|Biological Diversity||Ecosystem Condition and Productivity||Soil and Water||Role in Global Ecological Cycles||Economic and Social Benefits||Society's Responsibility|
|Economic and Social Benefits||Distribution of Benefits||Sustainability of Benefits|
5.1 Economic and Social Benefits
Forests provide substantial commercial benefits, including timber, nontimber forest products, water, and tourism, and significant noncommercial benefits, including wildlife, recreation, aesthetics, and wilderness values. Although not always measurable in monetary terms, all these activities are highly valued by Canadians and provide significant benefits to Canadian society. The distribution of these benefits among civil society is a key aspect of social equity. Sustainable forest management requires that forests be managed to provide a broad range of goods and services over the long term. These aspects of sustainability are examined under three elements in this criterion: economic benefits derived from Canada’s forests, the distribution of benefits, and the sustainability of benefits.
Element 5.1 demonstrates the significant economic benefits that accrue to Canadians from the forest. The most recent information shows that sales of timber products are valued at $77 billion and the contribution of the forest industry to Canada’s gross domestic product is 2.9%. Growth in the forest sector lagged behind that of the rest of the Canadian economy for several decades but is now on average similar. Secondary manufacturing of timber products has increased markedly since 1995, which increases the economic benefits derived from each cubic metre of wood harvested. Almost 80% of finished wood products manufactured in Canada were destined for export according to a 1999 Statistics Canada model.
In addition to being a source of timber, Canada’s forests produce a diversity of nontimber products. Marketed nontimber forest products include wild food products, certain manufacturing materials, health and personal care products, and so on. There is a lack of solid economic data on these products, but the value of the sector is clearly growing quickly.
Additionally, some forest products and services, such as ecological services, are not sold on any market, making their economic impact even more difficult to assess. Nevertheless, they should not be disregarded simply because of the difficulty involved in calculating their value.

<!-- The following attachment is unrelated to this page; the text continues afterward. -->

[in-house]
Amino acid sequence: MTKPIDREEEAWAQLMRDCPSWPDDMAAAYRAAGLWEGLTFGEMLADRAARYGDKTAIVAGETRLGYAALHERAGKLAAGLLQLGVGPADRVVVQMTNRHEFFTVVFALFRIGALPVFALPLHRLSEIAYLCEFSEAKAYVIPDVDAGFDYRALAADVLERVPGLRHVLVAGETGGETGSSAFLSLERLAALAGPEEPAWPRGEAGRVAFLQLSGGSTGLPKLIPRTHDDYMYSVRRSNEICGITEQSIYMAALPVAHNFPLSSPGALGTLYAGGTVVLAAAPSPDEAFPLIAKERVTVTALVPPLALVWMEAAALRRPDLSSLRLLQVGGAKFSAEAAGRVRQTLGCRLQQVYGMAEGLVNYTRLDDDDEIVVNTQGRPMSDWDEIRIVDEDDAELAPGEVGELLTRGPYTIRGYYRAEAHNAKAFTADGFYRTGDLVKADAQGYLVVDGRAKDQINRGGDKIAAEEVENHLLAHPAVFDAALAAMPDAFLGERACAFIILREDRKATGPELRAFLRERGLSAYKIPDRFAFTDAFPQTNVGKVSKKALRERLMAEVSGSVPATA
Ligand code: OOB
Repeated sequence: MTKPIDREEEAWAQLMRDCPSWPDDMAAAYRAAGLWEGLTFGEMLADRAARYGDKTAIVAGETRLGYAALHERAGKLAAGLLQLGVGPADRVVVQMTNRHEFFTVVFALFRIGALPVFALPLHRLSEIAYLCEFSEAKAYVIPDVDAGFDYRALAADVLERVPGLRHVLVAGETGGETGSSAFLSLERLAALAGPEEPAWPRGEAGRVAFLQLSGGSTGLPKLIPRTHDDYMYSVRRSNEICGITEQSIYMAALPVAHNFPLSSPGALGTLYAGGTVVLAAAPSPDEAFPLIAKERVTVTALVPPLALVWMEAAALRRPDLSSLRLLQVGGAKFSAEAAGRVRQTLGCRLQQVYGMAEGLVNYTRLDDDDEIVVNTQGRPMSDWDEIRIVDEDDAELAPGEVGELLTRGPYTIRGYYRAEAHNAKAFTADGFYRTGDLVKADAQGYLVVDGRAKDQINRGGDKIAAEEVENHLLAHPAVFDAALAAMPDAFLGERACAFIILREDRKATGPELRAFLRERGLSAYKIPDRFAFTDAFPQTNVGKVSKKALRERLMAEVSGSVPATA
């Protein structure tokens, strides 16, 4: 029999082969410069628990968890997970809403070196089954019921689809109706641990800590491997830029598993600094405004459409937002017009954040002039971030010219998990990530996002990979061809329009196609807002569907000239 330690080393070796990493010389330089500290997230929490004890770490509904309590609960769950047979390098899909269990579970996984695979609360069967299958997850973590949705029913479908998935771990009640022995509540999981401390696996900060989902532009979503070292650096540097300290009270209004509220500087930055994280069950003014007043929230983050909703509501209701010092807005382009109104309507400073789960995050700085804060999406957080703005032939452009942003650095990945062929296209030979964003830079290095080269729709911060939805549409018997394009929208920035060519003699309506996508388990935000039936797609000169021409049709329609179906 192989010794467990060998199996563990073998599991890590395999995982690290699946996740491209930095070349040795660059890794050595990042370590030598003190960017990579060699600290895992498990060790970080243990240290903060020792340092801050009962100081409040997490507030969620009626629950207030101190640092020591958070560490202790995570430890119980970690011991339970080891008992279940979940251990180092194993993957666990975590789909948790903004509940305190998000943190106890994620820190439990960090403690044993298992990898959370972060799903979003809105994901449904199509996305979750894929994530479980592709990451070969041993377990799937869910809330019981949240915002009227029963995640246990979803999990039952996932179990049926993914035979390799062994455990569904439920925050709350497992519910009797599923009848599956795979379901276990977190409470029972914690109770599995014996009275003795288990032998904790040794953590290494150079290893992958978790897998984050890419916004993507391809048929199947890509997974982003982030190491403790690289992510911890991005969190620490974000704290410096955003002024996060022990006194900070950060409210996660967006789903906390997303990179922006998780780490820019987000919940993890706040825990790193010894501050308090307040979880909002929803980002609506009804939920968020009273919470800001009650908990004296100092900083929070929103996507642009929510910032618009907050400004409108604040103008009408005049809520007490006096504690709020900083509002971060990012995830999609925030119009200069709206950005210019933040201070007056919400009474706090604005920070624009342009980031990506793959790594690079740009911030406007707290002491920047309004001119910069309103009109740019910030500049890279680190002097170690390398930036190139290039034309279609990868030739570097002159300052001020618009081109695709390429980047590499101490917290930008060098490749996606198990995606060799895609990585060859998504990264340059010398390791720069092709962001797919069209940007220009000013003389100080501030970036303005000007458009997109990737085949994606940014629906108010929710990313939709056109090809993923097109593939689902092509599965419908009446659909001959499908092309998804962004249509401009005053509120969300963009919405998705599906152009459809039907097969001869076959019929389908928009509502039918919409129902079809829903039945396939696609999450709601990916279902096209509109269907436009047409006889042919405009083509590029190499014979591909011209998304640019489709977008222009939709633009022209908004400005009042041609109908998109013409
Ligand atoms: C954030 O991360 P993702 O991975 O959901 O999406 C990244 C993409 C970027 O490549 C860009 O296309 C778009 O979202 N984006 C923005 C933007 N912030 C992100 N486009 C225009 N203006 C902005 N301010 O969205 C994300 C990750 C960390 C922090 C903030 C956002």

Sustainable forest management also includes consideration of the distribution of benefits in society. Element 5.2 goes beyond the contribution of the forest sector to the GDP to examine forest ownership, timber tenures, and the distribution of key financial benefits.
Allowing the sustainable private extraction of a forest resource located mostly on crown lands has always been a key component of forest policy in Canada and forest tenures are the agreements that have been developed to achieve this goal. Most tenures in Canada are volume-based, but new tenure types have been introduced since 1990, often to improve access to forest resources for small- and medium-sized enterprises, and communities. Canada’s Aboriginal peoples are also gaining more access to the resource, thereby slowly reestablishing the importance that forests have played in their economies.
Labor, forestry businesses, and governments each receive a significant share of the wealth derived from the forest sector. Despite this broad distribution of economic benefits, however, further improvements will likely result from the new tenure arrangements that will facilitate the involvement of communities and Aboriginal peoples in forest management.
The sustainability of benefits derived from Canada’s forests is addressed in Element 5.3. Economic, social, and environmental sustainability goals depend on a level of resource use that does not exceed the long-term productive capacity of the resource base to provide a wide range of goods and services. Although it is still difficult to assess whether the extraction of many nontimber forest products falls within sustainable levels, research is underway to better understand management options and harvesting impacts. Timber product extraction still takes place at levels below prescribed allowable annual cuts.
The average rate of return on capital employed (ROCE) in the forest sector had trailed that of the manufacturing sector and the total economy in Canada for much of the 1980s and early 1990s but improved in the late 1990s. There is considerable cyclical variation in returns, as well as wide variation between subsectors, corresponding to differences in capital investment needs as well as product prices. In general, resource management, extraction, and processing generate hundreds of thousands of direct, indirect, and induced jobs in Canada and sector workers enjoy higher average salaries than those in other manufacturing industries. Recently, productivity has also outperformed the average for all domestic business sectors in Canada. Nevertheless, there are considerable problems facing the sector over the next few years, with poor returns and increasing global competition affecting many mills.
Canada’s forests offer a diversity of products and benefits such as dimensional lumber, paper, medicine, value-added products, and service-based industries. Canada is the world’s largest exporter of forest products and it will need to continue to adapt and change to maintain this status. Nontimber and value-added products now account for an increasing share of Canada’s forest exports and are an important part of the economic future of the sector in Canada. Governments, industry, and communities all have an important role and an important stake in ensuring that economic benefits continue to flow to Canadians.